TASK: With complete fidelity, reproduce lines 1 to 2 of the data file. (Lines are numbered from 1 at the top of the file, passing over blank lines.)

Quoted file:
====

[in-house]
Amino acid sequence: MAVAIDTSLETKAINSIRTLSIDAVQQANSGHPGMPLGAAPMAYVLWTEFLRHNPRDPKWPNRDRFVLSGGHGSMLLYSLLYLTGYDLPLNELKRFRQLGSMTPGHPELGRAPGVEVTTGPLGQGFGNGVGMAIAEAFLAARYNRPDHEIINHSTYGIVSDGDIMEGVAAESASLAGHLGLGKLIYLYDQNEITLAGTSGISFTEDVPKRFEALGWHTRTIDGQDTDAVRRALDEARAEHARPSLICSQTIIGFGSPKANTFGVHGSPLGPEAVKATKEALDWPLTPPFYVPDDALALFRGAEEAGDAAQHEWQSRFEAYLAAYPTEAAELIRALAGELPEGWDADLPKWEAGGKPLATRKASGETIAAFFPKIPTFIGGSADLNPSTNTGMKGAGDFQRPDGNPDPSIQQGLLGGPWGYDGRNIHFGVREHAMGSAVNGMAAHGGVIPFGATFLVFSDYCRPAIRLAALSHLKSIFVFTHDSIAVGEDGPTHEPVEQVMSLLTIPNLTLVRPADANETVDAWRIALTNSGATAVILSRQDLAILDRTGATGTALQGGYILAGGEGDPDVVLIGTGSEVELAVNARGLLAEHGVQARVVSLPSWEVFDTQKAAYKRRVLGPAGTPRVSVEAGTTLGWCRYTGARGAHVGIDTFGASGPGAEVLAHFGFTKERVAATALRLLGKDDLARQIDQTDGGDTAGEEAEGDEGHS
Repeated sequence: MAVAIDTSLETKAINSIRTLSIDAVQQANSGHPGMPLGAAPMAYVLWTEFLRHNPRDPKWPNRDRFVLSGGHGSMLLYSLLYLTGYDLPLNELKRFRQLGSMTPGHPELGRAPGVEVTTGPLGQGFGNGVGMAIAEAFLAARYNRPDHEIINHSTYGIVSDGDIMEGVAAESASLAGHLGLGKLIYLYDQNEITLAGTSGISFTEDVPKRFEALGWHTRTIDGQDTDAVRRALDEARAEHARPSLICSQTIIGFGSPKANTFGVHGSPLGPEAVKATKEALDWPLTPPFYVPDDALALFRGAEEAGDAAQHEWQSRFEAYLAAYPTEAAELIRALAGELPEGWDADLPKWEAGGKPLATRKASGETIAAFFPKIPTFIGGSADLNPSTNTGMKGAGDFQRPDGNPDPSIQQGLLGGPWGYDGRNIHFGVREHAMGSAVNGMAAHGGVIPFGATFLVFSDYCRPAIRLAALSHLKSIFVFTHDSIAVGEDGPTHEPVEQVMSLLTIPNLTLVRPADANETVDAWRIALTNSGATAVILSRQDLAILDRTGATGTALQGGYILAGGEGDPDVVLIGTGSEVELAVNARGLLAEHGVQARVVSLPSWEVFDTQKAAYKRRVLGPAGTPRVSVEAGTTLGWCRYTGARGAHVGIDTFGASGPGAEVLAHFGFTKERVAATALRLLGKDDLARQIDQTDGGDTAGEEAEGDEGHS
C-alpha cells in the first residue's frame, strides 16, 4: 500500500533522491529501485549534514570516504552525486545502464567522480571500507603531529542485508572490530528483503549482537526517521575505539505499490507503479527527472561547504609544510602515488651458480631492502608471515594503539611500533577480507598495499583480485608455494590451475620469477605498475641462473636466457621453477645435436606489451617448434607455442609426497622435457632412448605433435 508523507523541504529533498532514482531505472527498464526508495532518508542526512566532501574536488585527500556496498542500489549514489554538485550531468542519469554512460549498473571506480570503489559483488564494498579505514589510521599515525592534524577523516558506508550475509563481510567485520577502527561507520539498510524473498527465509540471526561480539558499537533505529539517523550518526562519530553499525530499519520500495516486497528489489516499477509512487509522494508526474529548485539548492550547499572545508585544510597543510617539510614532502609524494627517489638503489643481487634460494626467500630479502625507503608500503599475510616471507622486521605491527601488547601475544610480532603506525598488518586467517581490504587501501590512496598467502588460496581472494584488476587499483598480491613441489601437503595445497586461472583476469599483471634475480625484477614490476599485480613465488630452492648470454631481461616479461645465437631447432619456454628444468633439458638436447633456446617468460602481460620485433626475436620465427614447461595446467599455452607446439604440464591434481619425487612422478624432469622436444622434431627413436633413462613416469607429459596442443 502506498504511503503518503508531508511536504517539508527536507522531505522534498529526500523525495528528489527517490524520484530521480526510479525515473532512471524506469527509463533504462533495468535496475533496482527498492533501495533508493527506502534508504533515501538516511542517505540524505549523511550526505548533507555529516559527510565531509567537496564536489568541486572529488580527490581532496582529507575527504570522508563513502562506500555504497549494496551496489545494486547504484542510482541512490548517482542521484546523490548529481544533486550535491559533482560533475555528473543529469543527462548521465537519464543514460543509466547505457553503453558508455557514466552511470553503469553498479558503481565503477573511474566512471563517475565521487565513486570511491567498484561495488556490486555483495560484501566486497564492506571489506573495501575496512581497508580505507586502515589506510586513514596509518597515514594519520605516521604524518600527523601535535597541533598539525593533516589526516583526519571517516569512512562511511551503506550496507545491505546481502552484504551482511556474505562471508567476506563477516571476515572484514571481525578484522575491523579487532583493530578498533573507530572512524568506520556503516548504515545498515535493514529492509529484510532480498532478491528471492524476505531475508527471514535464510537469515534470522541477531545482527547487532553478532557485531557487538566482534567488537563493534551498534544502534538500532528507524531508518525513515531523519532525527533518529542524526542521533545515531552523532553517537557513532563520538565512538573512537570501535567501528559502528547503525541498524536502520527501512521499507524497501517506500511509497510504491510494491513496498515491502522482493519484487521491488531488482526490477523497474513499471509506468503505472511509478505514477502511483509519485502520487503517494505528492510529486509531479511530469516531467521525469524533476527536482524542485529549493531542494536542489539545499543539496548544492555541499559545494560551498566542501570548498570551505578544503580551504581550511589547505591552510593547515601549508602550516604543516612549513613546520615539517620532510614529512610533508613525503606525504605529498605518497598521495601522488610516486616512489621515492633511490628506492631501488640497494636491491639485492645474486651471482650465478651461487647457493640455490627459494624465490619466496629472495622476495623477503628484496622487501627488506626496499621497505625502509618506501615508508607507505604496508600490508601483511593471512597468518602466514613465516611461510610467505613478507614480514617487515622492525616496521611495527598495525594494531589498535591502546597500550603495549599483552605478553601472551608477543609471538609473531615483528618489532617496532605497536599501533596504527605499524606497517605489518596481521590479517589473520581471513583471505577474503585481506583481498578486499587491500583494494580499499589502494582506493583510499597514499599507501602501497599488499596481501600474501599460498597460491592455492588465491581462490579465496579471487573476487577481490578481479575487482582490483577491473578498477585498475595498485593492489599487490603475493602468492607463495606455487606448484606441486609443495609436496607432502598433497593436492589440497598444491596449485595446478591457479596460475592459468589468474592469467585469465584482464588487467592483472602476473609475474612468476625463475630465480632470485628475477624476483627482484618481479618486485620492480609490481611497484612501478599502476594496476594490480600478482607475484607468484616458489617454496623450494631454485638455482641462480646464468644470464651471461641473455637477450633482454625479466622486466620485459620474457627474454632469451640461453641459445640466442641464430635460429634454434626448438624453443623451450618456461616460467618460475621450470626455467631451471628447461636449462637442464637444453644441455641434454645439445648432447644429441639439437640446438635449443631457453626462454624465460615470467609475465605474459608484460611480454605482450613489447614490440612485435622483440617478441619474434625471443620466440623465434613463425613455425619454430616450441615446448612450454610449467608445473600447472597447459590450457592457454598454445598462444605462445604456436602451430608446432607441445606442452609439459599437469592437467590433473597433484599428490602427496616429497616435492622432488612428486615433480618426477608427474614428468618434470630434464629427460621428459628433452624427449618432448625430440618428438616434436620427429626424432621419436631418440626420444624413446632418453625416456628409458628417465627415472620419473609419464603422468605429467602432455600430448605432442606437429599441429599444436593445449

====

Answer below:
[in-house]
Amino acid sequence: MAVAIDTSLETKAINSIRTLSIDAVQQANSGHPGMPLGAAPMAYVLWTEFLRHNPRDPKWPNRDRFVLSGGHGSMLLYSLLYLTGYDLPLNELKRFRQLGSMTPGHPELGRAPGVEVTTGPLGQGFGNGVGMAIAEAFLAARYNRPDHEIINHSTYGIVSDGDIMEGVAAESASLAGHLGLGKLIYLYDQNEITLAGTSGISFTEDVPKRFEALGWHTRTIDGQDTDAVRRALDEARAEHARPSLICSQTIIGFGSPKANTFGVHGSPLGPEAVKATKEALDWPLTPPFYVPDDALALFRGAEEAGDAAQHEWQSRFEAYLAAYPTEAAELIRALAGELPEGWDADLPKWEAGGKPLATRKASGETIAAFFPKIPTFIGGSADLNPSTNTGMKGAGDFQRPDGNPDPSIQQGLLGGPWGYDGRNIHFGVREHAMGSAVNGMAAHGGVIPFGATFLVFSDYCRPAIRLAALSHLKSIFVFTHDSIAVGEDGPTHEPVEQVMSLLTIPNLTLVRPADANETVDAWRIALTNSGATAVILSRQDLAILDRTGATGTALQGGYILAGGEGDPDVVLIGTGSEVELAVNARGLLAEHGVQARVVSLPSWEVFDTQKAAYKRRVLGPAGTPRVSVEAGTTLGWCRYTGARGAHVGIDTFGASGPGAEVLAHFGFTKERVAATALRLLGKDDLARQIDQTDGGDTAGEEAEGDEGHS